But that was when I graduated college!
Originally Posted by alan doyle
Warning!! Handling a Hasselblad can be harmful to your financial well being!
Nothing beats a great piece of glass!
I leave the digital work for the urologists and proctologists.
FWIW, I'm sure there is another thread here on APUG discussing this very blog. I seem to remember that Christopher Walrath started that thread (but I certainly could be mistaken).
Note that this is a reprint of something originally published in 2007.
There are facts nested in that article, but I think the presentation is skewed. The writer acts like he's presenting something revolutionary and maybe it was for him at the time, but he uses "we" as if every photographer thought the way he does and would be bowled over by his wife's observation that there's no logical reason to devote to one way over the other.
News flash: Not only are countless hoards of us owners of both digital and film cameras, switching between them however we feel like it, we also still use pens, pencils and paper when it suits us instead of a computer. I own several computers that do things I'd never want to do on paper, but the fact remains it's faster at times to scribble on paper than work on a computer, so sometimes I scribble on paper. It's been so since I was in high school and computers were first available to us for word processing.
"Digital" does this and "digital does that," is still buying into the mythic binary world where there's two forces arrayed in battle for domination. Unless your computer is stealing your pens and hiding your paper, it's not in your way. If you're trying to design on a computer when you'd be better off using a marker and newsprint pad, it's not the computer's fault. It's yours. Similarly, I'm pretty sure that no brand of digital camera is sneaking around the house at night fogging rolls of film and spoiling developer, so again, if you shoot your Nikon D300 when in your heart you know you'd rather be shooting your Mamiya Super, it's not the D300's fault. It's yours.
Getting back to the photographic side though, I don't believe film is making a "comeback" as that would imply that it's gotten back up after falling down. The facts today remain the same as a few years ago that digital has displaced film as the dominant photographic medium when it comes to raw numbers, but film's continuing service is pretty much holding out in the same areas as before. The only thing that can be said is that now that the digital revolution has calmed down people are less inclined to bag on film and ask why you haven't switched to digital yet, but that's not the same thing as a comeback.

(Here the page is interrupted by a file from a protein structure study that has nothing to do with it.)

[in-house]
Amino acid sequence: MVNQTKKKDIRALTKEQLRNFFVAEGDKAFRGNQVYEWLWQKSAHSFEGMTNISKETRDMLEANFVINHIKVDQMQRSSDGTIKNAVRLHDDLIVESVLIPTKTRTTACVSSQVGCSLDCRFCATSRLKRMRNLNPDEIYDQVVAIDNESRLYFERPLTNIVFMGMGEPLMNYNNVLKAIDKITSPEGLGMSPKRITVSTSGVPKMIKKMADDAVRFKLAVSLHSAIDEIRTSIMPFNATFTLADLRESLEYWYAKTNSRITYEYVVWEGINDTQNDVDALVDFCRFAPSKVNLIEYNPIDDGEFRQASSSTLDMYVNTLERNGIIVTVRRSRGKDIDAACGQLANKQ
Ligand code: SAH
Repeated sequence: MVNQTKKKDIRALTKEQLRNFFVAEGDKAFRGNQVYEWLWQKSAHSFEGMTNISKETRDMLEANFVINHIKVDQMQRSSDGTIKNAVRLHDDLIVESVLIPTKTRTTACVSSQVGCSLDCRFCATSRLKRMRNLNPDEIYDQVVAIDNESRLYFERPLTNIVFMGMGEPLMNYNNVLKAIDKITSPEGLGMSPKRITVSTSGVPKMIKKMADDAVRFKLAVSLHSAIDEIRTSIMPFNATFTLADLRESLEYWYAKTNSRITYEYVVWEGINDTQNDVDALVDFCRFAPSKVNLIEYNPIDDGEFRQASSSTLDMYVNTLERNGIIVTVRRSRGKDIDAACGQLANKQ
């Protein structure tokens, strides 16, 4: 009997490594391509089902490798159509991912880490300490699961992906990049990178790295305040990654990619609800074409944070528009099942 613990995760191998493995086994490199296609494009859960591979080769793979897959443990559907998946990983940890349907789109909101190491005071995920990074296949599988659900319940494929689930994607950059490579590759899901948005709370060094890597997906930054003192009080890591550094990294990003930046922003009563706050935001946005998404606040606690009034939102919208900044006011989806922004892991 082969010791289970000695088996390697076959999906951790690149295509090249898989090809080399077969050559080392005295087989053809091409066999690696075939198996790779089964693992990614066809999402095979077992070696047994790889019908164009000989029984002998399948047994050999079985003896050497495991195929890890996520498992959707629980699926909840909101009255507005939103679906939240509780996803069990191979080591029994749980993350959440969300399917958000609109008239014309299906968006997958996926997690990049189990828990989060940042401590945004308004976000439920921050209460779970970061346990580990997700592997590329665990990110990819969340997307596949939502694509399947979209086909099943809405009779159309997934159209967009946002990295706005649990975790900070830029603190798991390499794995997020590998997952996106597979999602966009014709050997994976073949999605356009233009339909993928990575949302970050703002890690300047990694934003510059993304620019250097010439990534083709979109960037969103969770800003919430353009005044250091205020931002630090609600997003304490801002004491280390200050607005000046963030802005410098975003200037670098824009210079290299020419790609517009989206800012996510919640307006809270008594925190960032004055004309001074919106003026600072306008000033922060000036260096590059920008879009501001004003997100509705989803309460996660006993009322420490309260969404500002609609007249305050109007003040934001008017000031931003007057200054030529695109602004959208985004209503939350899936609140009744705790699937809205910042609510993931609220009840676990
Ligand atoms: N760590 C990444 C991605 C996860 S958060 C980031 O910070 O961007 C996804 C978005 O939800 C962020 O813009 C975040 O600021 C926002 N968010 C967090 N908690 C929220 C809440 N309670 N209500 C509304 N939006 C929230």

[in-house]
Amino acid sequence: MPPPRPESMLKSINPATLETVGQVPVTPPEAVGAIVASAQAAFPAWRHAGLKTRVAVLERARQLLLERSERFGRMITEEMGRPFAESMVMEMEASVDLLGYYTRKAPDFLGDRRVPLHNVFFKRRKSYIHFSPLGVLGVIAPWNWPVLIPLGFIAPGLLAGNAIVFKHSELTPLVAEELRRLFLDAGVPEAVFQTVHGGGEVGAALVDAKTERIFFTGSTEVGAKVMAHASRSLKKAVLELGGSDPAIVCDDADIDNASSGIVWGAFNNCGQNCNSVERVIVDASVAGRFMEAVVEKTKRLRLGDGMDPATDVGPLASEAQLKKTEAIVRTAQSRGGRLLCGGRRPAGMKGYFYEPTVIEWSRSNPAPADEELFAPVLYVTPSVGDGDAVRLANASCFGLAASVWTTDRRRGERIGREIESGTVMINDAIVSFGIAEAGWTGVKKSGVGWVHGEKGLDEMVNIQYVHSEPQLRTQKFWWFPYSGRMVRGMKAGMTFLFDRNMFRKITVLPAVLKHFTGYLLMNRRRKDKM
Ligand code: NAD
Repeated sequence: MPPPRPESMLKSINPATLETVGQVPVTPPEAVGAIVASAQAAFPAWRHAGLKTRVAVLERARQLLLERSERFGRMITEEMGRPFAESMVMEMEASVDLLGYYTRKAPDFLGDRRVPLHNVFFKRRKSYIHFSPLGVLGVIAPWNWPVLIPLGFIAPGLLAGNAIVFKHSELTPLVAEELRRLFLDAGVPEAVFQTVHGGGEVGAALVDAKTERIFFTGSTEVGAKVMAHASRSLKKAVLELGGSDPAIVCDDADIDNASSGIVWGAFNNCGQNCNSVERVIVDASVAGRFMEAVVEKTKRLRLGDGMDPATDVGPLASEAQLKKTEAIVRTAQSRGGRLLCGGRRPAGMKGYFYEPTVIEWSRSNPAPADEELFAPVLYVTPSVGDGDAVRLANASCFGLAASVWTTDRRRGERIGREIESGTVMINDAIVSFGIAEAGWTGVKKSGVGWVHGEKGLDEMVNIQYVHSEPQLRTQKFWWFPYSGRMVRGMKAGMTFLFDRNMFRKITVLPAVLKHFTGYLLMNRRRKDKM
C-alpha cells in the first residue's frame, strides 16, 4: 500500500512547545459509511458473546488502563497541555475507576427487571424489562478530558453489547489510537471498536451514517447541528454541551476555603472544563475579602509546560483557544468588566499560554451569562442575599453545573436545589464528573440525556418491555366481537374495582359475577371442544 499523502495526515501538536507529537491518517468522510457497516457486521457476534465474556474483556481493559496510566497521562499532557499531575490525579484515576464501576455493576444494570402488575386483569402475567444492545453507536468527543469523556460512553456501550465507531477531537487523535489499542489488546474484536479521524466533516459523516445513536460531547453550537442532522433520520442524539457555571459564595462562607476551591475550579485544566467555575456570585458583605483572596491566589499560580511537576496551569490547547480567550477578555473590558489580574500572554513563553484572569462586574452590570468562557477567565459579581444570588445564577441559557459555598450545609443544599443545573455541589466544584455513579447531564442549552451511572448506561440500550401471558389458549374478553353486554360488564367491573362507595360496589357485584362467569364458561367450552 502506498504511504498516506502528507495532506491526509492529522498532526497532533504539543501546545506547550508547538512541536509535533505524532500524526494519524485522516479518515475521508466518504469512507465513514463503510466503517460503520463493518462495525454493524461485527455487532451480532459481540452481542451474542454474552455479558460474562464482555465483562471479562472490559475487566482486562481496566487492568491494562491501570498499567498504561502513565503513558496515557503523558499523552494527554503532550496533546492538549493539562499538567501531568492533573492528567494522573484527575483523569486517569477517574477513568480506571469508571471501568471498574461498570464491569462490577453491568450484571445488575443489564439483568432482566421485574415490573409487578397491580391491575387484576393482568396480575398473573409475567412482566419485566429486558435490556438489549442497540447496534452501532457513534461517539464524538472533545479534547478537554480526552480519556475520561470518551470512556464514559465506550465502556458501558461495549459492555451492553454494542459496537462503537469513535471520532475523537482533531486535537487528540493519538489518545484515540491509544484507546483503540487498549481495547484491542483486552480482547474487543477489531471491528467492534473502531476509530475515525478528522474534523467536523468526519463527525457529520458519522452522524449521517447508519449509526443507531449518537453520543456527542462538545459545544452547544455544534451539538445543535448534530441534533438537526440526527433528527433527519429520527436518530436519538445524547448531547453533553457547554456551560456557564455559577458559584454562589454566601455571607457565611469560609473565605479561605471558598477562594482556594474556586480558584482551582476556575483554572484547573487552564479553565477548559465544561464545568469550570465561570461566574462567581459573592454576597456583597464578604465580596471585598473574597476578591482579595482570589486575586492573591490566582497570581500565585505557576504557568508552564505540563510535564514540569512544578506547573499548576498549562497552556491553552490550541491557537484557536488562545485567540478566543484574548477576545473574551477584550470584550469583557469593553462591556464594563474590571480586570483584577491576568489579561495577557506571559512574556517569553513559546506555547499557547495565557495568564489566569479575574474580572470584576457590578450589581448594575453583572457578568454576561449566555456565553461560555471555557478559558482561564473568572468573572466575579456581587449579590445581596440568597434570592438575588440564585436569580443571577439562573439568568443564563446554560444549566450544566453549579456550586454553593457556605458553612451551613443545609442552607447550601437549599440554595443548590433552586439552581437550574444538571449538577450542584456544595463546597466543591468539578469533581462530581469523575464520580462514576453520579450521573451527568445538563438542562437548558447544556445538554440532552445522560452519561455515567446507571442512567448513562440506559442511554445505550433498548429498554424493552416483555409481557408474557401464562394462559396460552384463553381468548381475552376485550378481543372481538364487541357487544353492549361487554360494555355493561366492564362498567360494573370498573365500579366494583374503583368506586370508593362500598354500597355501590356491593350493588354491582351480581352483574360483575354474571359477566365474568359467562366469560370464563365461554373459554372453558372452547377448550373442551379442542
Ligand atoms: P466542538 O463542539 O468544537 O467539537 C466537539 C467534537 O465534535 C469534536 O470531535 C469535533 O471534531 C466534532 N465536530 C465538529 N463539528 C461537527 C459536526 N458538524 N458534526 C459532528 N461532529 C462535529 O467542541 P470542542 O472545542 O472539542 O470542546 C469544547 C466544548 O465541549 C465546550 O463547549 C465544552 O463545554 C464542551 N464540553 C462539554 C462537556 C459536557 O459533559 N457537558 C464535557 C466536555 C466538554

Last thought about the upside of accidents. It's arguable whether this is a benefit of film or not, but I will say that the possibility of more accidents doesn't make film a more creative medium, just a more random one. If I screw up my film processing and end up with something I like, that doesn't make me more creative. It just means I had a lucky accident.
Wirelessly posted (BlackBerry9000/188.8.131.52 Profile/MIDP-2.0 Configuration/CLDC-1.1 VendorID/102 UP.Link/184.108.40.206.0)
Maybe it's time I learned to make paper. At least on a limited basis. Might prove a handy skill down the road.
I found that article, and most of the comments to be refreshingly free of the Film vs Digital dick waving that so often goes on.
I use a point and shoot digital for grab shots, I'm not over convinced about the quality. I use film in numerous camera for the stuff I hope will be worth showing outside the family circle. I like what I do.
I also shoot film in a ratio of about 20:1 to digital.
"Flatter Me, and I May Not Believe You. Criticize Me, and I May Not like You. Ignore Me, and I May Not Forgive You. Encourage Me, and I Will Not Forget You."
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Originally Posted by Aurum
I keep a G9 in my Hasselblad kit. It's fast, easy, makes a good light meter with some reach, and gives me pretty good RAW files to play with while I'm waiting for my film from the lab.
I enjoy printing the 6x6 negatives and playing with the digital files. I wont argue digital vs. film for quality, but for archiving, I'll stick with film.
If someone breaks in, a couple of hard drives can fit in a coat pocket and fetch 5-10 dollars at a pawn shop. A couple of filing cabinets full of negatives? Now, stealing those would be a neat trick.
The author's point is as much about how the artist works as it is about film. His observations echo my own as a teacher- the students I trained in the days of manual paste-up, sketch pads, and film(s) - photographic and repro lith - are better and quicker designers and photographers than those who have grown up in the totally digital age. Bottom line, the computer is pretty good but it is for sure "two-dimensional" in a very binary sort of way.
I thought that article looked familiar. I cannot find the original thread but I scrolled down on the article and, sure enough, there was little old me spouting my fool head off (if you can imagine such an absurd idea). ;p
Originally Posted by MattKing
Helping to save analog photography one exposure at a time
Found it - it was in a thread started by dwdmguy at the end of April: